There are only 11000 days left until 2050 – we need to get a shift on. Nuclear power stations take a long time to build. Perhaps we should be looking instead at tidal power or perhaps we should be looking at “limits”, “de-growth” or “enoughism”. Realistically theccc.org.uk should be looking at all four. This will involve a degree of political honesty with the great unwashed general public that leads to inevitable political suicide. But future historians will look back favourably on those who laid down their political careers for their friends. Please use this Parliament to start to “turn the tanker around”!

    Five years is probably long enough in Parliament for anyone anyway.

    Yours sincerely

    Q2 Speed of action
    Q3 Need to lead by example and go much further
    Q4 30 year timeframe far to long – carbon taxation needed in every sector to allow Northern Ireland proceed within 5-10 year timeframe

    3. The Energy Transition in Northern Ireland
    Q5. What are the unique characteristics of Northern Ireland that need to be considered in a net zero carbon energy transition?
    Q6. Is your organisation undertaking or planning to undertake projects to support the energy transition? If so, please provide further details.
    Q5 Plenty of wind and the opportunity to examine tidal energy much more urgently. Nothing wrong with putting solar panels on every south facing roof in Northern Ireland to minimise the need to use agricultural land which can then be actively re-wilded to improve biodiversity. During times of excess power production electricity can be exported east and south via interconnectors.
    Q6 As a voluntary member of the Scout Association, proposals for change in all areas of sustainable development need to be taken to NISC Programme and Development Committee urgently. All other organisations in Northern Ireland both voluntary and statutory should do likewise.

    4. Consumers

    Q7. How should we ensure that energy remains affordable for domestic consumers? What approach should be taken to eradicate fuel poverty?
    Q8. What steps could be taken to improve the relative cost competitiveness of larger non-domestic consumers?
    Q9. Is a strategic position of “enable and protect” the correct policy stance?
    a) What policies or schemes are needed to enable active consumers?
    b) What policies or schemes are needed to protect vulnerable consumers?
    Q10. What types of advice and information are required by all consumers and what are the best mechanisms for facilitating this?
    Q11. Are there examples of successful citizen energy projects in Northern Ireland and elsewhere that have delivered improved energy efficiency and/or clean energy to local communities?
    Q12. What opportunities are there in both urban and rural areas for citizen energy communities in Northern Ireland? What role could government have in facilitating these?
    Q13. What evidence can you provide that identifies the challenges and opportunities for NI energy consumers in decarbonising energy?
    Q7 Progressive carbon taxation and redistribution via subsidies in conjunction with progressive general taxation – local national and international.
    Q8 Urgent infrastructure changes to allow 24hr clock feed in tariffs to grid to avoid electricity wastage.
    Q9 a) carbon tax funded incentives for domestic solar panels; b) carbon funded incentives for home insulation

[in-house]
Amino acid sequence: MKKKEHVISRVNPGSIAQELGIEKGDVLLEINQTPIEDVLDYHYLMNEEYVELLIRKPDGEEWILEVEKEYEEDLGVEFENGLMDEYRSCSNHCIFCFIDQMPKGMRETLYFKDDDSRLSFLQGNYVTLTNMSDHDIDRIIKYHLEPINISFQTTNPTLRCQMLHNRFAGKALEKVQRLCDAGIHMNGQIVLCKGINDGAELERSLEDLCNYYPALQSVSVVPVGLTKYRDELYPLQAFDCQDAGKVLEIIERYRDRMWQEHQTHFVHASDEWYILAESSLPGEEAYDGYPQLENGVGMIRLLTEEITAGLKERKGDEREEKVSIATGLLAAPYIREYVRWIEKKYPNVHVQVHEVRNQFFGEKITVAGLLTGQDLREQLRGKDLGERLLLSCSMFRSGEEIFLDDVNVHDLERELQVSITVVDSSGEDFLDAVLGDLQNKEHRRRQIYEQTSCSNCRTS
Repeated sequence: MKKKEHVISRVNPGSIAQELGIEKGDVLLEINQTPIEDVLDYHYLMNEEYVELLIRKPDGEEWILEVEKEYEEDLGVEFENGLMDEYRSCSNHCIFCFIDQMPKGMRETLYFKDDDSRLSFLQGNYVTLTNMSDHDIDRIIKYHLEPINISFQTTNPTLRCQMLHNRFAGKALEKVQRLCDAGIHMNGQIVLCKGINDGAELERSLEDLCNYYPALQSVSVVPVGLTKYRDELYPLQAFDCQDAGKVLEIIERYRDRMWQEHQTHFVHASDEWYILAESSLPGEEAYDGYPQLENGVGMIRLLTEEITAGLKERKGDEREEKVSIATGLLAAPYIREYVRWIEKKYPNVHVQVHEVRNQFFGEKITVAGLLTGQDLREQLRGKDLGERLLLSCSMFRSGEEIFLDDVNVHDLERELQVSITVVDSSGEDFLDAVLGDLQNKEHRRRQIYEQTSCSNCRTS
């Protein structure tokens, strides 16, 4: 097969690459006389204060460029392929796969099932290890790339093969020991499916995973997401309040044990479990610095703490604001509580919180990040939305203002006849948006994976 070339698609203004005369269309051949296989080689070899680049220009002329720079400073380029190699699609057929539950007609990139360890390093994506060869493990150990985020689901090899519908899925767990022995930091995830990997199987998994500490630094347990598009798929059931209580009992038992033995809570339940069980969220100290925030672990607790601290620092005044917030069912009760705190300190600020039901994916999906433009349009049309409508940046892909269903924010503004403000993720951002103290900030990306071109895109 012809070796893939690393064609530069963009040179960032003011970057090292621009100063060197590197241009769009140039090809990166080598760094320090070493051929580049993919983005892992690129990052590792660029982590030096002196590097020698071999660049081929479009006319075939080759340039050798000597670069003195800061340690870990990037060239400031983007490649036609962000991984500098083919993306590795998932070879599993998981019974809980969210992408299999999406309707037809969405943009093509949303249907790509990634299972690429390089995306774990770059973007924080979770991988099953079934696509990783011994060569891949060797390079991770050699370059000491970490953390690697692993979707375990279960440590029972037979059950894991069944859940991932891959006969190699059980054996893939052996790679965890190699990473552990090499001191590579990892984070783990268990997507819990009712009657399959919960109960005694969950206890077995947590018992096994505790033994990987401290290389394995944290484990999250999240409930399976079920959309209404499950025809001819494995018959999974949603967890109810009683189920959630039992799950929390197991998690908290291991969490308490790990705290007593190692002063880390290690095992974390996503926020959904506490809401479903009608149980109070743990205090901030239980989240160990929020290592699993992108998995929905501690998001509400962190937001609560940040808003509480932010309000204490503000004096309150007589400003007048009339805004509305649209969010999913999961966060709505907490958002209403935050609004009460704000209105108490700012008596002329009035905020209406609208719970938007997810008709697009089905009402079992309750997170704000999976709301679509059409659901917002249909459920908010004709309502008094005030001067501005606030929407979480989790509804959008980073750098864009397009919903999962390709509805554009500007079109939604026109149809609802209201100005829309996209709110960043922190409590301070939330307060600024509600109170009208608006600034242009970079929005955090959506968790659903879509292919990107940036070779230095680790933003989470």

Q10 Fuel bill breakdown to enhance comparisons and advantages of smart meters and renewable energies over the medium term after subsidised initial outlay costs eg heat pumps
    Q12 Mapping of geo-thermal opportunities
    Q13 Large initial costs for privately funding new domestic renewable non carbon heating and cooking systems


    5. Energy Efficiency

    Q14. What, if any, energy efficiency target or targets should be set for Northern Ireland?

    Q15. How should we define, measure and monitor energy efficiency to optimise its potential in our homes, business, economy and environment?

    Q16. What are the most important policy levers for government to ensure zero carbon in:
    a) New domestic and commercial buildings by 2050?;
    b) Existing domestic and commercial buildings by 2050?

    Q17. What should the future of energy efficiency support look like and who should be the key delivery bodies?

    Q14 Copy Orkney Islands example

    Q15 80% zero carbon homes and public transport by 2025

    Q16 a) legislation banning fossil fuel based heating systems in new builds , b) Carbon tax funded incentive schemes

    Q17 Progressive taxation supported schemes supporting demand reduction and zero carbon supply

    6. Heat

    Q18. What is the appropriate pathway and timeline for the decarbonisation of heat between now and 2030, and subsequently to 2050?
    Q19. What are the appropriate ways to measure the progress of decarbonising heat?
    Q20. What are the most cost-effective and sustainable steps that government might take to accelerate the reduction of the carbon intensity of heating fuels?
    Q21. Is decarbonisation of the gas grid a viable option and what evidence can be provided on both the speed and affordability of decarbonising the gas grid?
    Q22. What evidence can you provide on the opportunities for district heating schemes in Northern Ireland and where should responsibility lie for facilitating these?
    Q23. Can you provide any evidence or information on the opportunities for geothermal heat supply?

    Q18 Transfer home heating to heat pumps and solar panels in the next decade, with fines for continued fossil fuel use after 2030
    Q19 Measure reduction of coal, oil and gas use and rising in electricity (local and national production)
    Q20 Subsidise heat pumps (ground pumps in rural settings and air pumps in urban settings)
    Q21 Encourage innovation in hydrogen technology to replace natural gas


    7. Power

    Q24. What is the appropriate pathway for the decarbonisation of power from now to 2030, and subsequently to 2050?
    Q25. What target for electricity consumption generated from renewable sources by 2030 is ambitious, achievable and affordable?